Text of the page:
All the proceeds benefit the Greenpoint Soup Kitchen (where I am thinking of volunteering, at least for the summer, once my classes are complete) so come out for a good time and loads and loads of sugar!

Thursday, May 7, 2009


West Street and ... Green, I think
Greenpoint, Brooklyn

Tuesday, May 5, 2009

Kissing Frogs

This is a dating post.

In catching up, via email with an old friend yesterday afternoon, I told her that I was job hunting and man hunting. I'm not sure if the latter is the case, but I have definitely been kissing a lot of frogs of late.

When I was first laid off from my job, I was reading all these "You're unemployed, Now what?" blogs on the web. And while they all spoke of how to make good use of your time while on the dole, I was surprised to see how many of them talked of dating. Apparently, since dating is basically a full time job (and gee whiz, recent experiences prove that it is!) while you are unemployed is the best time to really concentrate on it. Here's the thing - you're unemployed. You're sitting at home all day - sure, maybe you are being productive in some way or another. You are caught up with what's happening in the world since you have so much time to read blogs/news/etc ... You are caught up on all the "water-cooler worthy" tv viewing, since you're not working. If you live in a city that has matinee pricing, you have seen all the new movies at these low priced matinees. You'd think you have a lot to talk about on a date. Maybe you do.

But you're not living in the world. You're whole day is leading up to this date. It encompasses your brain. You don't have deadlines or conference calls or meetings to think of. All you have to think of is which shoes to wear and what time to leave your house so you are there on time, but not too early. Just because you are desperate for human contact, doesn't mean you should be too eager on this date!

I went on a bunch of dates with a fellow unemployee a while back - he was trying to get published however, and put himself on a pretty strict schedule, almost like he was going to work. Of course, that simply meant that he plopped himself down in front of his computer the whole day long to write. And while, I was (am) interested in what he was writing about, it definitely gave us limited conversations. More recently, I went on a few dates with a gainfully employed fella - and our conversations revolved almost entirely around his work.

There must be some happy medium, no?

I am sick of kissing frogs.

Monday, May 4, 2009


In this morning's job hunt, I have been thinking of the major differences in having a job and having a career. I went to a top, New England, liberal arts university. I studied art. I was involved in campus activities. I had a near-full time job to support this education. But it was just supposed to be a job. Four years after graduation, I was still working there - managing, sure - but still working at this job that was just supposed to be what I was doing to pay the rent and buy supplies during my senior and post-bacc years. It was never supposed to be a career. It's just something I fell into.

And, when that job ended, I found another retail job and another and another - always at nicer and nicer shops, as a manager and then an assistant manager with the move to New York. But it wasn't supposed to be a career. And, to be very honest, my gentle readers, I hated it. Especially once I got to New York - it's a different world, and everyone knows you have to know the right people to get the right job. In lots of other places in the world, a retail career is honorable. The people who do it are smart and talented and generally well-informed. And, while that is often the case in America, it's not the way you are treated while working in a retail shop - especially, in my opinion, in New York City. In New York City, the people who come into the shops, especially the high-end shops, are, in general condescending and rude. Of course, I had some amazing clients. I wouldn't want to lump everyone together. But, in general, the ladies that came in, black AmExes flashing, were not the most respectful people in the world. Though many of them were less educated than me, they had married well and somehow that made them better. Their career was shopping, looking pulled together and popping out good looking heirs to the black AmEx card ...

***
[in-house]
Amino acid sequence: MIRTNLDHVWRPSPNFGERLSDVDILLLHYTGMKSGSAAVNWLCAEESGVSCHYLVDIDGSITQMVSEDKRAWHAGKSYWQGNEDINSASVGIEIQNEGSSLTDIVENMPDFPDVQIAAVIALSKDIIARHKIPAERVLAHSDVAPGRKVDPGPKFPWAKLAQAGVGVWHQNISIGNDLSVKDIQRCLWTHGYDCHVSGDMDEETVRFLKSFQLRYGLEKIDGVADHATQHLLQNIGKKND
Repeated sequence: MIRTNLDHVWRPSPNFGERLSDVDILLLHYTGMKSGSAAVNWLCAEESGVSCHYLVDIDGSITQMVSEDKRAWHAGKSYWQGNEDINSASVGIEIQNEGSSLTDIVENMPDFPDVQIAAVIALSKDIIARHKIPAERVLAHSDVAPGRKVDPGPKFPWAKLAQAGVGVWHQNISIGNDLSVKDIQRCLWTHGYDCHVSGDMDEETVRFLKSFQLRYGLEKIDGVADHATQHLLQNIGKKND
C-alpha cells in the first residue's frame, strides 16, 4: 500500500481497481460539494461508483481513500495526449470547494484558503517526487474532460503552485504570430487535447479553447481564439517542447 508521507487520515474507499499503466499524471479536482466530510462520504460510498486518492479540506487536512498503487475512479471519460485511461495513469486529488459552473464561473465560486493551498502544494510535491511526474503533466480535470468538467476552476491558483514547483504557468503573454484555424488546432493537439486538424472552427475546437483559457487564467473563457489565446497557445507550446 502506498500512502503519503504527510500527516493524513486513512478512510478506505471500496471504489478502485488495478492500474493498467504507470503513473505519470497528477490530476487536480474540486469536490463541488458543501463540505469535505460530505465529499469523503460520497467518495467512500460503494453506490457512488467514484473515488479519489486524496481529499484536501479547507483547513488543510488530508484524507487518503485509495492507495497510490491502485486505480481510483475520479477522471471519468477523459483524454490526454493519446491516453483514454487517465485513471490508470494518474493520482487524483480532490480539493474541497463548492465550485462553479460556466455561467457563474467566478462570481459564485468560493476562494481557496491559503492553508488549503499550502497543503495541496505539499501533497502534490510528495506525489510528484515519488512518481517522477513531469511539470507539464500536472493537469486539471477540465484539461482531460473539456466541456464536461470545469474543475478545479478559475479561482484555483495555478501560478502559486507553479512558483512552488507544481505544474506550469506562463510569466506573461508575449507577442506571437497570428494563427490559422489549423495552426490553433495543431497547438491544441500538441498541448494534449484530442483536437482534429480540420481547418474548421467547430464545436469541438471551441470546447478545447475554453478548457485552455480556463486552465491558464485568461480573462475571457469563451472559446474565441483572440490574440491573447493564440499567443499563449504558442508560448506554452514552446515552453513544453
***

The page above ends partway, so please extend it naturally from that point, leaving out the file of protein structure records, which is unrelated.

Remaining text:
So, I had this retail career. I fell into it. I never imagined it. It was physically and mentally exhausting. It gave me a crazy schedule and seriously cut into my social life. And when things fell apart (a long story for a different time) at my last retail position, I was done. I took a deep, scary breath. I signed up with a temp agency. I re-wrote my resume to emphasize education and the office skills that being a manager in a boutique can give you. And I temped a little and I got a job - a job that I thought would be my new career, as Operations Manager of a start-up cosmetics company and photo studio. And, though the hours were crazy and there were many things to complain about, I truly loved that job. I felt like, finally, I had found what could be a career.

And then they laid everyone off.

So I am looking for a job. And when I open up my browser in the morning and find postings, that's all they are. They are jobs. There is nothing out there that could be a career. Not for me, not right now. And I know these are hard times. And I know a lot of the big companies have hiring freezes. But, in my mid-30s, should I just be looking for a job? No. I don't think so.

So what's a girl to do in these times? I'm not desperate, not yet. I am collecting unemployment, I am crafting, I am looking, daily, for a job that will at least fit for now. And I am about to finish my first college class in twelve years. And I have fingers crossed that the fall semester will bring me at least one more class. And then? Perhaps, in my mid-30s, I will have found a career?